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Concourse 2

The Index of English Tenses

tenses and times

Here's the overview

(NB: Many sources and course books use 'continuous' instead of 'progressive'.  On this site, the difference between the two terms is maintained.  This chart is quite basic.  Reality, as is often the case, is more complicated.)

Click on an area of the chart to go to guides to each area.

all tenses

The chart and the following table is available as a PDF document.

Look through the chart and try to make your own examples of each of the tense forms and then click for a quick matching test to see if you can remember the names.

What follows is not exhaustive but it covers the main uses of these tenses in English.

Tense Main uses Examples
Present simple Repeated or habitual actions I play tennis every Thursday
Generalisations Flamingos eat fish
Schedules The train arrives at 8
Present conditions (with some verbs only) I am here
He needs money
Present progressive Current actions He is writing a letter
Longer actions which may not be occurring now He is writing a book
He is studying French
Arranged future (current arrangement) I'm seeing the doctor tomorrow
Past simple Finished past action or condition I ate at six
I lived in Brazil
I was happy
Repeated past action I always ate at six
Past progressive Interrupted past action I was eating when he rang
Progressive action at a particular time I was eating at 7
Parallel past actions or events It was raining and the wind was blowing
I was eating while she was watching television
Present perfect Present effect of a past event at an unspecified time I have spoken to him
To describe experiences relevant to the present I have been to America
The present effect of a past event, at an unspecified time I have learnt French (so now I can speak it)
He has broken the pump (so now we can't use it)
Present perfect progressive To emphasise duration of a long event or action and its current effect I've been waiting for hours and am really cold
Events which have continued until now and are still current (this is actually continuous, not progressive) She's been looking unwell for some time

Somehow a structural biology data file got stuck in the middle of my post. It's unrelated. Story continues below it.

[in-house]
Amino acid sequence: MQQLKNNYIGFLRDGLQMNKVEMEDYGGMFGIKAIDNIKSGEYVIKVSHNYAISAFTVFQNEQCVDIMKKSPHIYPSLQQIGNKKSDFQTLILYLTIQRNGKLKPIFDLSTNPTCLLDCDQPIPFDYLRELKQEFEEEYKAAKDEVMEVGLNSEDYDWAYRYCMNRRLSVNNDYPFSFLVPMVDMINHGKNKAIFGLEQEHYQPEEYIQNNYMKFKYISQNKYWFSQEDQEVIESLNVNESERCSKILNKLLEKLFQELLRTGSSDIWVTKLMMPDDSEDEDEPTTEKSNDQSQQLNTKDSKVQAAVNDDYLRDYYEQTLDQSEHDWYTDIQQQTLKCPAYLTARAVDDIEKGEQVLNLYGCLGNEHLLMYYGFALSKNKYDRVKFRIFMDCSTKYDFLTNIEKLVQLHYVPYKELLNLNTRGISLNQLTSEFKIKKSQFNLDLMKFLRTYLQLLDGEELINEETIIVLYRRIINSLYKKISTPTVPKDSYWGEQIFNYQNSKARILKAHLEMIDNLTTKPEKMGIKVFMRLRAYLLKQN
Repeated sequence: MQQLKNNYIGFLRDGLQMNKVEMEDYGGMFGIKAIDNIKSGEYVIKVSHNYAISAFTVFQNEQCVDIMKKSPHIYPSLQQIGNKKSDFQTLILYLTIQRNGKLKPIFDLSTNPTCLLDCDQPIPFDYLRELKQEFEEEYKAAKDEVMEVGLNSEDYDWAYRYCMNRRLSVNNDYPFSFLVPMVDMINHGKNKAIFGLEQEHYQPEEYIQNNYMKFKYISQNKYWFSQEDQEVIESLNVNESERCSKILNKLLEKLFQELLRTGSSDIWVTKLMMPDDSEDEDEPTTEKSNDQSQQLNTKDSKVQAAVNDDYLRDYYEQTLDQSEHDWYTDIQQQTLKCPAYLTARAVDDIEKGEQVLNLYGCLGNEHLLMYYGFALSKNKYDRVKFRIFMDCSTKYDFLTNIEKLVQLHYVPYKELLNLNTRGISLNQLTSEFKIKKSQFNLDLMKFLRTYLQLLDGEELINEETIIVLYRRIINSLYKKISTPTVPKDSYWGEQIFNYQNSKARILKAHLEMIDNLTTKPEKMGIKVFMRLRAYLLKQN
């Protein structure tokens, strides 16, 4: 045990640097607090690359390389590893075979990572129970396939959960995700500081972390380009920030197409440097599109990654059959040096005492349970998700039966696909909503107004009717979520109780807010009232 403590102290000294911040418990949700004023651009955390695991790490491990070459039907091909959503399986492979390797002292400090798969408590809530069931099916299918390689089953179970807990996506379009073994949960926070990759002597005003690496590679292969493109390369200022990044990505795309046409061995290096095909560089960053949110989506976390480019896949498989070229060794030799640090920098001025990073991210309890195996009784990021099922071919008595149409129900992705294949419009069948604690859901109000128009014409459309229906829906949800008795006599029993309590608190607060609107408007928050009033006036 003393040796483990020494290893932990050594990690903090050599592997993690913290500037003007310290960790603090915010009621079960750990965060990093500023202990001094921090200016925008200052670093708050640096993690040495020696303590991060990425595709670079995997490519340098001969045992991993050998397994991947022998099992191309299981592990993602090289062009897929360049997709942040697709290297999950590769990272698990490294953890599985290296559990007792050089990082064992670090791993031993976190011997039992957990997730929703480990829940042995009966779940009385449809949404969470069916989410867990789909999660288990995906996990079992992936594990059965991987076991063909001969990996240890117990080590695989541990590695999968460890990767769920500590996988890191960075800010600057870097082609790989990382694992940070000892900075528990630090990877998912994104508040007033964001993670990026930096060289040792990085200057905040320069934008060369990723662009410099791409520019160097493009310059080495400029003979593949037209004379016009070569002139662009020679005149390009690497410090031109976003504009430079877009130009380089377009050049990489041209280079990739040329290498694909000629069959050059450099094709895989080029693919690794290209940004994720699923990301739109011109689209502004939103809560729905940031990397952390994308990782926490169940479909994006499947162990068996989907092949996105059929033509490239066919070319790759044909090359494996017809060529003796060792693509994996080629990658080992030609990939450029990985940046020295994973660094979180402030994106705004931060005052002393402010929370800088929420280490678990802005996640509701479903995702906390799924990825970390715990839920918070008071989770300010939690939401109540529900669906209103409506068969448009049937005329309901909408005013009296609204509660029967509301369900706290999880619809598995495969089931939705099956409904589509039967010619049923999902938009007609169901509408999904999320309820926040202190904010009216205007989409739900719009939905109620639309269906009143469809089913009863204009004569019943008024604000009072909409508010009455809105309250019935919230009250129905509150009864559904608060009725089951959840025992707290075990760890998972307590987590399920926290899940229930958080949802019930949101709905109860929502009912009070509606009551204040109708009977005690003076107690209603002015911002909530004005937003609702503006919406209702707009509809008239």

The present outcomes of progressive events He's been working too hard (so is now exhausted)
Past perfect Completed actions before others in the past I had already spoken to her before he asked
Completed long events before actions in the past It had rained for a week before the weather broke
Past perfect progressive (Un)completed long actions before events in the past I had been playing chess for two hours before he arrived
To show a causal relationship between events in the past He had been working too hard and was exhausted
Future simple A present promise or offer I'll write soon, I'll do the washing up
There's no butter!  I'll go and get some.
Predictions based on experience or hunches This will be difficult
Certain absolute futures I will be 45 on Monday
Future progressive Interrupted action He'll be working when you come
Progressive future event at a specific time I'll be working at 7
Future perfect Completed action before another He'll have finished the book by the time I want it
To show causal connections He'll have repaired the car and then we can use it
Events occurring before future actions (certain verbs only) I'll have been at the hotel for a day or two before I can call you
Future perfect progressive Future progressive actions or events before other actions I will have been working for over two hours before you get here
To show causal connections He'll have been travelling for ten hours and will be tired
'going to' To express current intention I'm not going to put up with it
To express prediction based on current evidence or experience Look at those clouds.  It's going to rain any minute
'used to' Past habits (generally only for actions) I used to drink lots of coffee
I used to take my holidays in Spain

Of course there's a test.  Try to do it without referring to the chart and table.

Finally, you should look at stative and dynamic uses of verbs to see what tenses are possible with them.